Hence the concept of identity as it is now understood would not even rise in most traditional human societies. For much of the last ten thousand years of human history, the vast majority of people lived in settled agrarian communities. In such societies, social roles are both limited and fixed: a strict hierarchy is based on age and gender; everyone has the same occupation (farming or raising children and minding a household); one’s entire life is lived in the same village with a limited circle of friends and neighbors; one’s religion and beliefs are shared by all; and social mobility–moving away from the village, choosing a different occupation, or marrying someone not chosen by one’s parents–is virtually impossible. Such societies have neither pluralism, nor diversity, nor choice. Given this lack of choice , it did not make sense for an individual to sit around and brood over the question “Who am I, really ?” All of these characteristics that make up an inner self are fixed.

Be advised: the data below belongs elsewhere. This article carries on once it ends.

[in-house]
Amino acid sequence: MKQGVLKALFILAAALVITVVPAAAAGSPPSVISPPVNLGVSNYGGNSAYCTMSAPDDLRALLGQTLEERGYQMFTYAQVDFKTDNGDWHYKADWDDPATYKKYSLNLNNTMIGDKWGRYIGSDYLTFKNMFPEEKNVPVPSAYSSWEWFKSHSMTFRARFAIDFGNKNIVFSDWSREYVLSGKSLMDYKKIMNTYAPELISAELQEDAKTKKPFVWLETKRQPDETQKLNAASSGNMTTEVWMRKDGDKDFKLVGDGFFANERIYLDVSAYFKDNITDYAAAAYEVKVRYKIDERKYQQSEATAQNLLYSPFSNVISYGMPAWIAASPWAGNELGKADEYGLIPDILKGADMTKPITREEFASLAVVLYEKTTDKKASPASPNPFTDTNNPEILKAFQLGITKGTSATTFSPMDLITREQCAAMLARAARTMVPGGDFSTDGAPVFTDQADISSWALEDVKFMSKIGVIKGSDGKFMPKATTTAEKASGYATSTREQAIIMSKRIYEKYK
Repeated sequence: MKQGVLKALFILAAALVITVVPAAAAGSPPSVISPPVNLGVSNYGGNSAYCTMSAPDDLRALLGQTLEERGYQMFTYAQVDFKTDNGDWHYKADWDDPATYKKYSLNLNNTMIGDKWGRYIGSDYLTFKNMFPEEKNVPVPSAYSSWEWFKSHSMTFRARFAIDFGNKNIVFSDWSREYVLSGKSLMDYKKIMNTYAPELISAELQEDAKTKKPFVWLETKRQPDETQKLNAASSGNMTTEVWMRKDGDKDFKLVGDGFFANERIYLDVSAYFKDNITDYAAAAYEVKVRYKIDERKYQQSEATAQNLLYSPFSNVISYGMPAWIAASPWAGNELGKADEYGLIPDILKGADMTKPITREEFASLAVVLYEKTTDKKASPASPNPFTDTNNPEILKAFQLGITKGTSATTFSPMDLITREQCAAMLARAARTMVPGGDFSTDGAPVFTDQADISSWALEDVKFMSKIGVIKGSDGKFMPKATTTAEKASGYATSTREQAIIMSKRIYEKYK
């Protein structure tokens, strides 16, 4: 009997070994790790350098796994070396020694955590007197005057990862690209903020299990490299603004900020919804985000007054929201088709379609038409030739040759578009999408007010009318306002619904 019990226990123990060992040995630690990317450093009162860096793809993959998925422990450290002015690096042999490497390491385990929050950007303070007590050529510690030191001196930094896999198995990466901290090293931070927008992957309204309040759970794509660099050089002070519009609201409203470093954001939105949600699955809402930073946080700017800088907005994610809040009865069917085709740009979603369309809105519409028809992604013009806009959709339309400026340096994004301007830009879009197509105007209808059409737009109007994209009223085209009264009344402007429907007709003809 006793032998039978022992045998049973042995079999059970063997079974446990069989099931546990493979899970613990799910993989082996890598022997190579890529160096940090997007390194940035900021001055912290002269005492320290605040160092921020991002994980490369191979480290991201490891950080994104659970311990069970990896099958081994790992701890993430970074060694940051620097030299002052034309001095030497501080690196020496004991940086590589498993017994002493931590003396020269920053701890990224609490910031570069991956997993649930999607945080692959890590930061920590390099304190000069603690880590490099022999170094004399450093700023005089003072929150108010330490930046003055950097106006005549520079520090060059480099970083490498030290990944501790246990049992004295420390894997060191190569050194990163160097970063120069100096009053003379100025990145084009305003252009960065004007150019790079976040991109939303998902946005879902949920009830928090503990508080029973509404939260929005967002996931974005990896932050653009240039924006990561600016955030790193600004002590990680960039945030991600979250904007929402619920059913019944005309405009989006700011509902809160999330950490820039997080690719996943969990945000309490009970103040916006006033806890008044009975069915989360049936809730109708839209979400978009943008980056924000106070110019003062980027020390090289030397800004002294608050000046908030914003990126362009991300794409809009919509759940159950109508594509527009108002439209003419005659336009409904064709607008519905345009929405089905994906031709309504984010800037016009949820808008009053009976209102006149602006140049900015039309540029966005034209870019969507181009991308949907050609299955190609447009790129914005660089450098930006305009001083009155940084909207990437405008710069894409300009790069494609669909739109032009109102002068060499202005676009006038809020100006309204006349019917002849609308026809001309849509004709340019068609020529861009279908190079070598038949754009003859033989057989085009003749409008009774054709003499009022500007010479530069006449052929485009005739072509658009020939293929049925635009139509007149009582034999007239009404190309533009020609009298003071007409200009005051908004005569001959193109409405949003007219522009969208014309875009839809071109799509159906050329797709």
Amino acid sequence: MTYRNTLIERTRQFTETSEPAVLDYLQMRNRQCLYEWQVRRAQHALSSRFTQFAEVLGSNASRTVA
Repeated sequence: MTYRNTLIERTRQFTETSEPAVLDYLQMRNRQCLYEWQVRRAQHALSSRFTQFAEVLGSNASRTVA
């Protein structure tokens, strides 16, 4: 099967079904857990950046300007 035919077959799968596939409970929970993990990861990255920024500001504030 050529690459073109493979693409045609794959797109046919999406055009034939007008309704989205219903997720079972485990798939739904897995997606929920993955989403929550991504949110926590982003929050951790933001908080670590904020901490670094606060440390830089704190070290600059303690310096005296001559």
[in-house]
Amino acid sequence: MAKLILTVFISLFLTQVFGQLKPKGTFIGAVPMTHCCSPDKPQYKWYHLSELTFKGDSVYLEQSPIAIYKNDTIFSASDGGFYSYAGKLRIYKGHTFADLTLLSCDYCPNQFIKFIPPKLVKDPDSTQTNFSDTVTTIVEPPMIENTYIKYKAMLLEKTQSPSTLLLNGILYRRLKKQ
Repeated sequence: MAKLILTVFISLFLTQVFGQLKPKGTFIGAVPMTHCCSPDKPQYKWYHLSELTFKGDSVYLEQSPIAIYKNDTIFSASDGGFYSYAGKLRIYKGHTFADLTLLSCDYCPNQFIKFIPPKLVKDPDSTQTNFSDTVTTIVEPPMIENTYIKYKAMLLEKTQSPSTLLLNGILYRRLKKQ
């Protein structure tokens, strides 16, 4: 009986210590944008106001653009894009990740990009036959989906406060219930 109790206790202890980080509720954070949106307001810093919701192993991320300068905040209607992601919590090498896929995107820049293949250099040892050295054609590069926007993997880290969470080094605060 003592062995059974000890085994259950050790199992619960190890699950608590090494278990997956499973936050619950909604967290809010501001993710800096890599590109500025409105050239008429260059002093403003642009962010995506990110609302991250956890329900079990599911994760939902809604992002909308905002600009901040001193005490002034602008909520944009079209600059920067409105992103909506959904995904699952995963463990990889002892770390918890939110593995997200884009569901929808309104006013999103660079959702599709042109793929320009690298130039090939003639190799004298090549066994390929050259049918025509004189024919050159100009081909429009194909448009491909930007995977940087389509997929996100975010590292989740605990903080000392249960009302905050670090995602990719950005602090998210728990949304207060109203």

–Francis Fukuyama, Identity: The Demand for Dignity and the Politics of Resentment.